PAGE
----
This is a trick I learned from an old bodybuilder when I first started working out at the Juniata Valley YMCA when I was twelve years old. I was carrying around a bodybuilding magazine and doing the workout of the month. He saw me struggling through the sets to failure that the workout called for and walked over.
“How are you counting your reps?”
“Uh, I don’t know. I’m just counting them.”
“Are you counting up?”
“Okay, well, try counting down instead. Put a number in your head that you want to hit that set and count backward from there. Then, if you hit that number and you still have gas in the tank, keep counting down by threes.”
I don’t know where he got the “threes” from, but it works. If you have a hard, open-ended set, pick a target number and count backward. You play a trick on your mind that you already “know” you’re going to be successful.
The key is to not pick an obnoxious number that you know isn’t going to happen, or an easy number that you know isn’t challenging. You have to goldilocks it by picking a number that gives you some butterflies in your stomach, but still feels approachable.
Make Boredom the Challenge
It’s often easier to engage with workouts that are physically demanding. You have no choice but to feel them. And the suck fest that they create drives you to rise to the challenge.
But not every workout is a sweat-drenched suck fest. Sometimes it’s showing up to do something monotonous, but not too demanding, that pays huge dividends for your fitness. (High-Intensity Continuous Training comes to mind.)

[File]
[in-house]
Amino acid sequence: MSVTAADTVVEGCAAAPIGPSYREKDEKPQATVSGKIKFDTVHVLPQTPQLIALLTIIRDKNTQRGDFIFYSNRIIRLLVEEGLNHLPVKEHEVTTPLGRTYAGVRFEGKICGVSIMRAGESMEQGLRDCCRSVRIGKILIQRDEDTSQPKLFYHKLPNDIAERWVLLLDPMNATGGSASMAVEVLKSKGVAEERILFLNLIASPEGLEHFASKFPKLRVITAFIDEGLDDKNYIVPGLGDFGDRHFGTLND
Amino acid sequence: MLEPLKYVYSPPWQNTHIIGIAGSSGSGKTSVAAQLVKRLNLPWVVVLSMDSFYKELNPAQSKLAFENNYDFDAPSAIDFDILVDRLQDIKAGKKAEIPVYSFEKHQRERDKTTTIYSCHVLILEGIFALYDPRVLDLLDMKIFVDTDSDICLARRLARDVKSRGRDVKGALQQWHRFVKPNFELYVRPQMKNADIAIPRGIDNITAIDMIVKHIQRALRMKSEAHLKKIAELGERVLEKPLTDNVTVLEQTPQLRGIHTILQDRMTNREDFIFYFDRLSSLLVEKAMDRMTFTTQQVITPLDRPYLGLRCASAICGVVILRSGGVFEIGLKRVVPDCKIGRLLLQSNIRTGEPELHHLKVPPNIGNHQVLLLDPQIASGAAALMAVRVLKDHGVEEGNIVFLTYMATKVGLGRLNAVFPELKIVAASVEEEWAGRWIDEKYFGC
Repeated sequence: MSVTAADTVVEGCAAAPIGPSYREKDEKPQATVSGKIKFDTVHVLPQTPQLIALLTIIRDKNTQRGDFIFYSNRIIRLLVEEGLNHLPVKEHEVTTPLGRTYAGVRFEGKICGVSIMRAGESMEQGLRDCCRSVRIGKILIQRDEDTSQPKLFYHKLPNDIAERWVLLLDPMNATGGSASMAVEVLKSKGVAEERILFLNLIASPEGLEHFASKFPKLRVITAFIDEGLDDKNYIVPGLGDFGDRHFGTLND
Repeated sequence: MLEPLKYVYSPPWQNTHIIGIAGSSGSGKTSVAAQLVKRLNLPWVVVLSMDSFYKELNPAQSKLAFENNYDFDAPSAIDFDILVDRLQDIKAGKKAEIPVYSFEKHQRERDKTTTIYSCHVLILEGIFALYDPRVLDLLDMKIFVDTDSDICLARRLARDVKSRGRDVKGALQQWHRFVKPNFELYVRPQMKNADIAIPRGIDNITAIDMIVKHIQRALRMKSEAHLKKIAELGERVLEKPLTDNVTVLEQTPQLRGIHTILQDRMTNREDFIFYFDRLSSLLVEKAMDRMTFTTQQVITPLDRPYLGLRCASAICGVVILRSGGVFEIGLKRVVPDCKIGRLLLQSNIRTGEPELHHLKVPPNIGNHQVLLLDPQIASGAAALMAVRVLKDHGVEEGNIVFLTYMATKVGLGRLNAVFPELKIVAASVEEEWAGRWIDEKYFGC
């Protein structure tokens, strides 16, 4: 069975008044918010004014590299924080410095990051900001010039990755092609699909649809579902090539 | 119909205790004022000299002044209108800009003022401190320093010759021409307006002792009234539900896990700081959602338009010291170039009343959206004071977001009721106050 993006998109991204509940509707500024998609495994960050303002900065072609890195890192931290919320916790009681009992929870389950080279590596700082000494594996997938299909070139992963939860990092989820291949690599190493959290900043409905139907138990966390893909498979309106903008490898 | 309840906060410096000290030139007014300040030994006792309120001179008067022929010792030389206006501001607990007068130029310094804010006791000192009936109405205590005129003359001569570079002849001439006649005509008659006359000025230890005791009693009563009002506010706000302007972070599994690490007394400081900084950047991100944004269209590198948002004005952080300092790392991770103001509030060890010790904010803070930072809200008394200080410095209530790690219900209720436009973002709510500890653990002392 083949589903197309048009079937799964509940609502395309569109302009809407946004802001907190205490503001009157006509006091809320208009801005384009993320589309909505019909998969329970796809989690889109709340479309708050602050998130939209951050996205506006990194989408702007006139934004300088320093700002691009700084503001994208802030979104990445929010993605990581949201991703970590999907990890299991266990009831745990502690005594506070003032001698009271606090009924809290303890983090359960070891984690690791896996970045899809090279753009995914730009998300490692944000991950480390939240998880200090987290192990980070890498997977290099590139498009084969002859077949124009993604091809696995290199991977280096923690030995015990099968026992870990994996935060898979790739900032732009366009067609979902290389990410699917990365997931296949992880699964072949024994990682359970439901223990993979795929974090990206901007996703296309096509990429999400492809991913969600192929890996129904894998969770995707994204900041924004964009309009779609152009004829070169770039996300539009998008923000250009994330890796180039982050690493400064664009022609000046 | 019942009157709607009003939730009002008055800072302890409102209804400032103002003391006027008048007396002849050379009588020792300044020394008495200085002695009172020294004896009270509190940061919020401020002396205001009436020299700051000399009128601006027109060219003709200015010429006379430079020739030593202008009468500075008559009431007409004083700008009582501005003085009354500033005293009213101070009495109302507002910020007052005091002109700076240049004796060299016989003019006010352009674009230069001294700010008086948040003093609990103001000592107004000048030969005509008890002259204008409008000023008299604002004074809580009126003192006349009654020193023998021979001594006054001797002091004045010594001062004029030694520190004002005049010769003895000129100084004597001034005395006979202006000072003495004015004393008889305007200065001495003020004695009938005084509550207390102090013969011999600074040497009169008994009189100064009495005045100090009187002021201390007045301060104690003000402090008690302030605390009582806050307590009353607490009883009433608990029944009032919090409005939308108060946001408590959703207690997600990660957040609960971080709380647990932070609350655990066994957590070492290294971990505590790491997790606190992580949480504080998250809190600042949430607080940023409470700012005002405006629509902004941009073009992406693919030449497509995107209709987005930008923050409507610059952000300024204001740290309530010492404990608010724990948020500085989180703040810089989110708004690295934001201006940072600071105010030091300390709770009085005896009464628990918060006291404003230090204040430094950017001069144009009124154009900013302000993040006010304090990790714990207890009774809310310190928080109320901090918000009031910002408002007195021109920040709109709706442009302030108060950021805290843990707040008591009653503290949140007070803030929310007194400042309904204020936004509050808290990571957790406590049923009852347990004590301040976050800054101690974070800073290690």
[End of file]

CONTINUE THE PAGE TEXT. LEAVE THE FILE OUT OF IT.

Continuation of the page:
In these instances, it’s about making boredom the challenge. Rather than trying to intensify the workout unnecessarily, or glossing over the boring workouts to get to something more fun, “staying in the boredom” is sometimes the biggest challenge of all.
How does somebody do that? Well, you can go back to tactic number one and remind yourself that you “only get to…” But that only works for so long when things don’t feel intense. Another tactic is to focus intently on each rep by asking yourself, am I doing everything as well as I possibly can?
One more tactic, and my personal favorite, is resigning yourself to the fact that the next period of your life isn’t going to be supremely fun but it’s going to be supremely worth it. And then just doing what needs to be done.
Visualize the “Mountain”